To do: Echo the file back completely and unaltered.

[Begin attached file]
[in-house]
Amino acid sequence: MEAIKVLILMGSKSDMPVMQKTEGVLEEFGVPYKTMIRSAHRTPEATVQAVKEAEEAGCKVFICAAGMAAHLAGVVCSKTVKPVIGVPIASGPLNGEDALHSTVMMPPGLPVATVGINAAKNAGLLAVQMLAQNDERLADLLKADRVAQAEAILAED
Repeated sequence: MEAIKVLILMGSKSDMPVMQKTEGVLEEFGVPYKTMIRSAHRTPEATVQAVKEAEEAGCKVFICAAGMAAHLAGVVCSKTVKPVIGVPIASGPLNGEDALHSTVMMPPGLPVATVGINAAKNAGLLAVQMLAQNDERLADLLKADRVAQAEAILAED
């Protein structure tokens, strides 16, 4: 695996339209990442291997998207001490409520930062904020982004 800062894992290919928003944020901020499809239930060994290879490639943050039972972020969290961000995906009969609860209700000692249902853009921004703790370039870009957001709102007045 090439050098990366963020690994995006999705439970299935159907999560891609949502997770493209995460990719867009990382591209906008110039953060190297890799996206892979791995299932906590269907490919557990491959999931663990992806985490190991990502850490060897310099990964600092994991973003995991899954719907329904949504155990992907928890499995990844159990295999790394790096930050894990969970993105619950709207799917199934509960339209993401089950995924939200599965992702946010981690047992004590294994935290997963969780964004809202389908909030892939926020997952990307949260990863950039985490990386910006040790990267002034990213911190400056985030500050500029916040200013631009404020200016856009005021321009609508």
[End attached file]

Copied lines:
[in-house]
Amino acid sequence: MEAIKVLILMGSKSDMPVMQKTEGVLEEFGVPYKTMIRSAHRTPEATVQAVKEAEEAGCKVFICAAGMAAHLAGVVCSKTVKPVIGVPIASGPLNGEDALHSTVMMPPGLPVATVGINAAKNAGLLAVQMLAQNDERLADLLKADRVAQAEAILAED
Repeated sequence: MEAIKVLILMGSKSDMPVMQKTEGVLEEFGVPYKTMIRSAHRTPEATVQAVKEAEEAGCKVFICAAGMAAHLAGVVCSKTVKPVIGVPIASGPLNGEDALHSTVMMPPGLPVATVGINAAKNAGLLAVQMLAQNDERLADLLKADRVAQAEAILAED
């Protein structure tokens, strides 16, 4: 695996339209990442291997998207001490409520930062904020982004 800062894992290919928003944020901020499809239930060994290879490639943050039972972020969290961000995906009969609860209700000692249902853009921004703790370039870009957001709102007045 090439050098990366963020690994995006999705439970299935159907999560891609949502997770493209995460990719867009990382591209906008110039953060190297890799996206892979791995299932906590269907490919557990491959999931663990992806985490190991990502850490060897310099990964600092994991973003995991899954719907329904949504155990992907928890499995990844159990295999790394790096930050894990969970993105619950709207799917199934509960339209993401089950995924939200599965992702946010981690047992004590294994935290997963969780964004809202389908909030892939926020997952990307949260990863950039985490990386910006040790990267002034990213911190400056985030500050500029916040200013631009404020200016856009005021321009609508």